Corn and Soybean Acreage Prospects for 2019

As US farmers finish the fall harvest, considerable speculation will occur over the next few months about the acreage decisions they’ll make for 2019. Todd Gleason discusses how current market conditions support an acreage increase next year for corn and a reduction for soybeans with University of Illinois agricultural economist Todd Hubbs.farmdocDaily article
by Todd Hubbs, University of IllinoisProspects for 2019 crop acreage levels begin with expectations about planted acreage for principal crops. In 2018, acreage planted in principal field crops expanded to 322 million acres, up 2.9 million acres from the previous year. A large share of increased acreage came from an expansion of spring wheat acreage by 2.18 million acres, cotton acreage by 1.4 million acres, and hay acreage by 1.28 million acres. Corn and soybean acreage decreased by 1.03 and .997 million acres respectively. Illinois increased planted acreage by 188,000 acres like most of the primary Corn Belt states. A significa…

What to do about 2019 Cash Rents

What to do about 2019 Cash Rents
Gary Schnitkey, Agricultural Economist - University of IllinoisFarm income this year, once the Market Facilitation Program payments are thrown in, look to be about average. However, next year is a much bigger problem says Gary Schnitkey from the University of Illinois. One that farmers and landowners need to tackle when they set cash rents. Schnitkey :24 …cash rent might be a good thing for next year. Quote Summary - Flexibility is a key. I would suggest lowering cash rents if at all possible. You know, there is always this possibility that things change if something miraculous happens and we get back to $9.50 soybean prices or we have another Market Facilitation Program payment next year. So, building in a variable cash rent might be a good thing for next year. If you’d like to explore possible variable cash rent agreements you can find examples online. Search Google for “variable cash rent lease examples” and then click on the Far…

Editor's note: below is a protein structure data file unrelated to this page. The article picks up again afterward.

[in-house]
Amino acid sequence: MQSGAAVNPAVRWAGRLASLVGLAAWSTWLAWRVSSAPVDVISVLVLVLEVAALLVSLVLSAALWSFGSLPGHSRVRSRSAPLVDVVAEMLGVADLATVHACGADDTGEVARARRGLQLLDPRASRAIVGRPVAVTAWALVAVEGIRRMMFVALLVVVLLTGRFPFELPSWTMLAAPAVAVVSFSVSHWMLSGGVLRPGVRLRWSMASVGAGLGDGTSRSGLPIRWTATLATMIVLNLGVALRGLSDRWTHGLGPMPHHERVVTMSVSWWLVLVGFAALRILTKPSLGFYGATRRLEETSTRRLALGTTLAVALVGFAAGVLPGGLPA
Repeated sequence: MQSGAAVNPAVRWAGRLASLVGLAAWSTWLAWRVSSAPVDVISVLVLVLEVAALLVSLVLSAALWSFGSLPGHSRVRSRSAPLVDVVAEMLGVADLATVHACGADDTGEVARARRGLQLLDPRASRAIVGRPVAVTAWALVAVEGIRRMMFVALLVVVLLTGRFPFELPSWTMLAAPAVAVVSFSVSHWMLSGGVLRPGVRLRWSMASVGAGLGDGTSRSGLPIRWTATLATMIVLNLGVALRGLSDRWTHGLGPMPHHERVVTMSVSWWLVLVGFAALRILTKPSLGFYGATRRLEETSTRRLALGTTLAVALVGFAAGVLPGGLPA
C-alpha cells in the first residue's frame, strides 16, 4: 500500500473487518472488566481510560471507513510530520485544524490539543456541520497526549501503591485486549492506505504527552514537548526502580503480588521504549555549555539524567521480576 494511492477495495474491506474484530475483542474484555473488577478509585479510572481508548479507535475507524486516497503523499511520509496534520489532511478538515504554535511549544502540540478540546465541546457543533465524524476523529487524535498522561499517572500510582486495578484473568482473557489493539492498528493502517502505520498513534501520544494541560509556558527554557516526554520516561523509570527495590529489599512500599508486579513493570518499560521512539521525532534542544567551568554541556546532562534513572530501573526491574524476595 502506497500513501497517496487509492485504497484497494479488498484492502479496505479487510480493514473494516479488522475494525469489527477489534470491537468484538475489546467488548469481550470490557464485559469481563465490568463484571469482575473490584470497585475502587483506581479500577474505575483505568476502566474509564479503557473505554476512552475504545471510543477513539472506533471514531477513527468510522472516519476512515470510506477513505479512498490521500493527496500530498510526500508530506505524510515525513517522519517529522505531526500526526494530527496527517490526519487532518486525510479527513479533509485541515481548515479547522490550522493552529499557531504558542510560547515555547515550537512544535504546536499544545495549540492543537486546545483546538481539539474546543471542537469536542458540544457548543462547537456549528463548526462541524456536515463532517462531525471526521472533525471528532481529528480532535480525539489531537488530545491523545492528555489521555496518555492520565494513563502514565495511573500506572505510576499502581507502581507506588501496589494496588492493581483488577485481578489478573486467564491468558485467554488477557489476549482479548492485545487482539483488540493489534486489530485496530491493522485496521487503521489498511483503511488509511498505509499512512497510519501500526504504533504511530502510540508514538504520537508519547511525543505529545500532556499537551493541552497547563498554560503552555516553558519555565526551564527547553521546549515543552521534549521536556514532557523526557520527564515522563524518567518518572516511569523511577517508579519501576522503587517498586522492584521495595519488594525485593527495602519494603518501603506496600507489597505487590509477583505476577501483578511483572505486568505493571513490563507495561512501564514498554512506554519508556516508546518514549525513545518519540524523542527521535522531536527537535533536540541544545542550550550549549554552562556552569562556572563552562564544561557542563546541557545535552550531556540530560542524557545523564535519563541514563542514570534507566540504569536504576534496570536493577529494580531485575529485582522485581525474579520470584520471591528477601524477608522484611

Take a Good Hard Look at Selling Soybeans

Take a Good Hard Look at Selling Soybeans
Todd Hubbs, Agricultural Economist - University of Illinois
read farmdocDaily articleThe price of soybeans rallied out of the October USDA Crop Production report. This is because it showed fewer acres of the crop would be harvested this season. Todd Gleason reports one university analyst thinks the upside potential is very limited. I don’t know if this thing is sustainable…
2:26 radio
2:40 radio self-contained Hubbs :25 …the upside potential is limited. Quote Summary - I don’t know if this thing is sustainable. It doesn’t feel that way to me. Moving through the rest of the harvest year and towards the start of 2019 I think we are going to have to see some kind of production issues in the South American crop or if China breaks and doesn’t holdout completely on taking U.S. soybeans before we see a sustained upward movement. I think the upside potential is limited. Limited because, even if this year’s crop is hurt some by the poor har…